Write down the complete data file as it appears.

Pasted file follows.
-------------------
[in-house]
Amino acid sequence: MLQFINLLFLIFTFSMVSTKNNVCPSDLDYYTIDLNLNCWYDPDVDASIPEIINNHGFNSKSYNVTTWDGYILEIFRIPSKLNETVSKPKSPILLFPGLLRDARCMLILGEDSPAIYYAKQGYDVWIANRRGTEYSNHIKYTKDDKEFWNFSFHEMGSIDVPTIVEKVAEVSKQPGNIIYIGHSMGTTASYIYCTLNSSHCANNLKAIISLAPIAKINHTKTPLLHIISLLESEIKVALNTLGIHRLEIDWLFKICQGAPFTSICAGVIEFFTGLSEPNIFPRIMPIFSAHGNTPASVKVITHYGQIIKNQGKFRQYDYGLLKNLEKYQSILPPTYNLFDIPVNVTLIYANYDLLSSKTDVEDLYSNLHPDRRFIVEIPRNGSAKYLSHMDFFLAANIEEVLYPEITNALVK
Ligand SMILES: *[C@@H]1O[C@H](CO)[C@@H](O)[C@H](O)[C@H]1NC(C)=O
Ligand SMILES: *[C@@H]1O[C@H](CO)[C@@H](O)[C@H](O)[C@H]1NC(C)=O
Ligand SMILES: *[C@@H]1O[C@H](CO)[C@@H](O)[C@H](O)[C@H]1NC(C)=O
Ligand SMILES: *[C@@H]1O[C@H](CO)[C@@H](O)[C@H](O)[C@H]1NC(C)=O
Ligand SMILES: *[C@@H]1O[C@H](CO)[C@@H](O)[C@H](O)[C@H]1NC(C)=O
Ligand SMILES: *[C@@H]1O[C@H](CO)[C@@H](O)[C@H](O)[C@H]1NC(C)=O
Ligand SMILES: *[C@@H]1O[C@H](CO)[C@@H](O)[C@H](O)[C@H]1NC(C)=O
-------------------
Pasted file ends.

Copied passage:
[in-house]
Amino acid sequence: MLQFINLLFLIFTFSMVSTKNNVCPSDLDYYTIDLNLNCWYDPDVDASIPEIINNHGFNSKSYNVTTWDGYILEIFRIPSKLNETVSKPKSPILLFPGLLRDARCMLILGEDSPAIYYAKQGYDVWIANRRGTEYSNHIKYTKDDKEFWNFSFHEMGSIDVPTIVEKVAEVSKQPGNIIYIGHSMGTTASYIYCTLNSSHCANNLKAIISLAPIAKINHTKTPLLHIISLLESEIKVALNTLGIHRLEIDWLFKICQGAPFTSICAGVIEFFTGLSEPNIFPRIMPIFSAHGNTPASVKVITHYGQIIKNQGKFRQYDYGLLKNLEKYQSILPPTYNLFDIPVNVTLIYANYDLLSSKTDVEDLYSNLHPDRRFIVEIPRNGSAKYLSHMDFFLAANIEEVLYPEITNALVK
Ligand SMILES: *[C@@H]1O[C@H](CO)[C@@H](O)[C@H](O)[C@H]1NC(C)=O
Ligand SMILES: *[C@@H]1O[C@H](CO)[C@@H](O)[C@H](O)[C@H]1NC(C)=O
Ligand SMILES: *[C@@H]1O[C@H](CO)[C@@H](O)[C@H](O)[C@H]1NC(C)=O
Ligand SMILES: *[C@@H]1O[C@H](CO)[C@@H](O)[C@H](O)[C@H]1NC(C)=O
Ligand SMILES: *[C@@H]1O[C@H](CO)[C@@H](O)[C@H](O)[C@H]1NC(C)=O
Ligand SMILES: *[C@@H]1O[C@H](CO)[C@@H](O)[C@H](O)[C@H]1NC(C)=O
Ligand SMILES: *[C@@H]1O[C@H](CO)[C@@H](O)[C@H](O)[C@H]1NC(C)=O